Green energy today
Ann Lee reports on the third annual Brixton Windmill lecture, held in Lambeth Town Hall on Wednesday 26 September.
Two expert speakers explored the history of renewable energy and its potential for fulfilling our energy needs. An audience of around 50 people were treated to a dazzling panorama of clean energy developments to set against the prevailing gloom about carbon emissions and climate change.
Agamemnon Otero, CEO of Repowering London, gave a lively presentation on the innovative work his organisation is doing to support community initiatives for social and environmental benefits – including solar energy projects in Brixton, Hackney and Vauxhall, and renewable energy generation in schools in Norwood and North Kensington. A new scheme called Energy Garden combines community building, energy and gardening projects. Funds are also allocated to help tackle fuel poverty through education in energy efficiency.
The model for Repowering London’s solar energy projects is to work closely with local community groups and professional installers, while offering internship opportunities to young trainees and a variety of roles for volunteers. Investment funds are raised from the community, to whom any profit earned from the sale of electricity to the grid is returned.
The current Brixton Energy programme builds on the success of completed solar energy projects in the area, looking into different forms of sustainable energy, such as combined heat and power (CHP) and anaerobic digestion processors, which convert wasted food into heat, cooking gas and fertiliser.
Activities include support for community meetings, mentoring sessions, solar panel-making workshops and internship placements for young people living on project sites. The ambition is to see up to 1MW of community-owned renewable energy generating capacity installed in Brixton. On behalf of Lambeth Council, Repowering London is also looking into the feasibility of installing solar power in the markets of Electric Avenue (itself a pioneer of electric lighting).
The same model of community involvement is behind Repowering London’s latest project, Energy Garden – a citywide scheme aiming to create a network of community gardens at London’s overground rail stations. Bringing together local communities, landowners and businesses, the project is being delivered by Repowering in partnership with Groundwork London and London Overground Rail Operations.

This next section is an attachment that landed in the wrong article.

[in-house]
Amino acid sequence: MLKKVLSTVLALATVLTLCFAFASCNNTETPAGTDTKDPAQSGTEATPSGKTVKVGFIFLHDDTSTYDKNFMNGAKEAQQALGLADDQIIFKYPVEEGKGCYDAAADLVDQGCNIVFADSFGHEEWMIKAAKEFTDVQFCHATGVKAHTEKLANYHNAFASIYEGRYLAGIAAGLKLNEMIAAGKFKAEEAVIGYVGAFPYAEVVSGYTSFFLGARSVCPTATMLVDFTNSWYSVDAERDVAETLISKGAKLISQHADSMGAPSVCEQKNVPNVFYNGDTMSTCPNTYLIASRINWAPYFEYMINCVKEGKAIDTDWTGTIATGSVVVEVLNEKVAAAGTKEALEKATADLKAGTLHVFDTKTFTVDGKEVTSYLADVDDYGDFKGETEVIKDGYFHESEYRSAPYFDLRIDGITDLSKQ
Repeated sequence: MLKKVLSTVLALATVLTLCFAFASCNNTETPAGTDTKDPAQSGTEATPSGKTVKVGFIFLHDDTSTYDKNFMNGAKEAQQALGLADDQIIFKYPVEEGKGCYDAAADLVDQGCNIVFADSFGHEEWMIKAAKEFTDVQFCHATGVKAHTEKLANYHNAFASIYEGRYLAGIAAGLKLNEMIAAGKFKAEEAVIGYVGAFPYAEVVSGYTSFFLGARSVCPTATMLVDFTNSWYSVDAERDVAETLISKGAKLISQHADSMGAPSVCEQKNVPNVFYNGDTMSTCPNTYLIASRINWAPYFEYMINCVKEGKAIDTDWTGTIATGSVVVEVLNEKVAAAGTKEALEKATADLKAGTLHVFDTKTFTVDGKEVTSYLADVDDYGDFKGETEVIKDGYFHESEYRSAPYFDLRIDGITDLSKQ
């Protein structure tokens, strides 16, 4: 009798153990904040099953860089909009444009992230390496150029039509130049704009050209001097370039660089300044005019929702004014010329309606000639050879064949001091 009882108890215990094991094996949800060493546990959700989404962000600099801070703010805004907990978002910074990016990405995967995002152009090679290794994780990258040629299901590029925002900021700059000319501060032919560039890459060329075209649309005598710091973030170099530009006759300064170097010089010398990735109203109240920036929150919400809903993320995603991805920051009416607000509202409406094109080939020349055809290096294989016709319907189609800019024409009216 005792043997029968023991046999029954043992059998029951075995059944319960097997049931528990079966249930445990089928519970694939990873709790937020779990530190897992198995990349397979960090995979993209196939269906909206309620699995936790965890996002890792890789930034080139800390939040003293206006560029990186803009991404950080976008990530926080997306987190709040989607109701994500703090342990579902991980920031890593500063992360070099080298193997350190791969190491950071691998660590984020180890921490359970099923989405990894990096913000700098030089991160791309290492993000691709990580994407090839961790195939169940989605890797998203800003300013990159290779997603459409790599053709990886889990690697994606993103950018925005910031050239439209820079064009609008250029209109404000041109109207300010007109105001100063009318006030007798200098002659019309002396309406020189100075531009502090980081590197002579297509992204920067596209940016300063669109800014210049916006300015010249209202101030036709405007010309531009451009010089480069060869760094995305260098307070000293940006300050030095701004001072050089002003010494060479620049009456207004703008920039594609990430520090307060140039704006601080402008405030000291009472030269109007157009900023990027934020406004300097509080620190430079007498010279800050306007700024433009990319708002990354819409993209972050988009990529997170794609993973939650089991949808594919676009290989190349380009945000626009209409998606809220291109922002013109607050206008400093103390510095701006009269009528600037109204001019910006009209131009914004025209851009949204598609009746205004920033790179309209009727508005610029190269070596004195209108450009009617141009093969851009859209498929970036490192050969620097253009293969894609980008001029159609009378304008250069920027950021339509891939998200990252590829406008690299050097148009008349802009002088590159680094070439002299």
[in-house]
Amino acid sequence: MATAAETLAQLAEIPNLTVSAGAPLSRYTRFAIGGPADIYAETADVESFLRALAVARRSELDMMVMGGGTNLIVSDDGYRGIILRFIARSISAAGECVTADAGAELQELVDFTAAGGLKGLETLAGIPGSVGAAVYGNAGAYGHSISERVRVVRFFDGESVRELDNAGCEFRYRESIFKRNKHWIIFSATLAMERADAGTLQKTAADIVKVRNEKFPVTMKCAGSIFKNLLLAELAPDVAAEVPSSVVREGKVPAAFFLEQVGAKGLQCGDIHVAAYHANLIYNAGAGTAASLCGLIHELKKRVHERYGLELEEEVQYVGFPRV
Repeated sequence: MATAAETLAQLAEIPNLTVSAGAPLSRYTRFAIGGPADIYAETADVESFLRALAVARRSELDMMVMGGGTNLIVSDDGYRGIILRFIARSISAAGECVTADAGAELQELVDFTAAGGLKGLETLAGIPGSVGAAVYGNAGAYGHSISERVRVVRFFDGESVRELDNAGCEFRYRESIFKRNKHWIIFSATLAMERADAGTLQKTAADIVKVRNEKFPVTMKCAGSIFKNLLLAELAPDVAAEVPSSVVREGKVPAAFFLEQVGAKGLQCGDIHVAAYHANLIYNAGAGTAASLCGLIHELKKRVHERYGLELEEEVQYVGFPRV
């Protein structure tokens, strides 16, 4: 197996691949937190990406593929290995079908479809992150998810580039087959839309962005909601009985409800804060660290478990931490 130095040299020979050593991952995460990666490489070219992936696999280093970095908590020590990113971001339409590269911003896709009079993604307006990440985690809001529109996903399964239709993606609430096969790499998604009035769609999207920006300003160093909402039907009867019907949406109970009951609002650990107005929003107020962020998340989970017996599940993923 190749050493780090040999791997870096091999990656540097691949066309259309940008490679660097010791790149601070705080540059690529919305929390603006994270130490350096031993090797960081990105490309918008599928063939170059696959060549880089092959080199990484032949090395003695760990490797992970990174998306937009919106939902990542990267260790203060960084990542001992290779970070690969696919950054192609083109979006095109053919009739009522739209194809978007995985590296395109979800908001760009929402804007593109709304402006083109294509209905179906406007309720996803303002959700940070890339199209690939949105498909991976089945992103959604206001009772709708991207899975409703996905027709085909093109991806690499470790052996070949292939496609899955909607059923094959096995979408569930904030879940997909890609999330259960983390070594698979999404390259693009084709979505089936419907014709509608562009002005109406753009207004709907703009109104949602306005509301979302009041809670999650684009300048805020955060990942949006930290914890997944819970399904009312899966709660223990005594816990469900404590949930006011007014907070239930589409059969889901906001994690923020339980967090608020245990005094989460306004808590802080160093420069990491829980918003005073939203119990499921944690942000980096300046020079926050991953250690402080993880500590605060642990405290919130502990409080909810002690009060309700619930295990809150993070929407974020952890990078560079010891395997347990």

The Energy Garden vision is for a series of green spaces where local people can come together to grow food (both for themselves and local foodbanks), share knowhow, generate and use clean energy, and improve the local environment. Funds are currently being raised for the installation of solar-powered water pumps, lights and notice boards, with income raised from the sale of surplus electricity going to support gardening projects and upkeep.
Get involved: email@example.com
The wind in our sails
Dr Derek Taylor, our second speaker, is an expert in renewable energy – consultant on design for sustainability and visiting fellow in the Energy & Environment Research Unit at the Open University. His talk on wind energy and its use covered well over 1000 years, from the water-pumping and grain-grinding devices of ancient Persia to the latest electricity-generating wind turbines.
The earliest windmill design would hardly have been recognised by John Ashby, founder of Brixton Windmill. It was a ‘panemone’, a vertical axis turbine with rectangular blades pushed horizontally by the wind.
It was not until many centuries later, in the 1100s, that a windmill recognisable as the ancestor of Brixton Windmill began to appear in northwestern Europe and parts of England. Unlike the panemone, this type of windmill has blades which rotate vertically round a horizontal axis to enable maximum use of oncoming wind (now known as a horizontal-axis wind turbine, or HAWT). The earliest was the post mill, with sails fixed to the body of the mill. Later came tower mills (like Brixton Windmill), with sails attached to a rotatable cap. Up to the 19th century, along with watermills, these mills were the workhorses of industrial and agricultural Britain.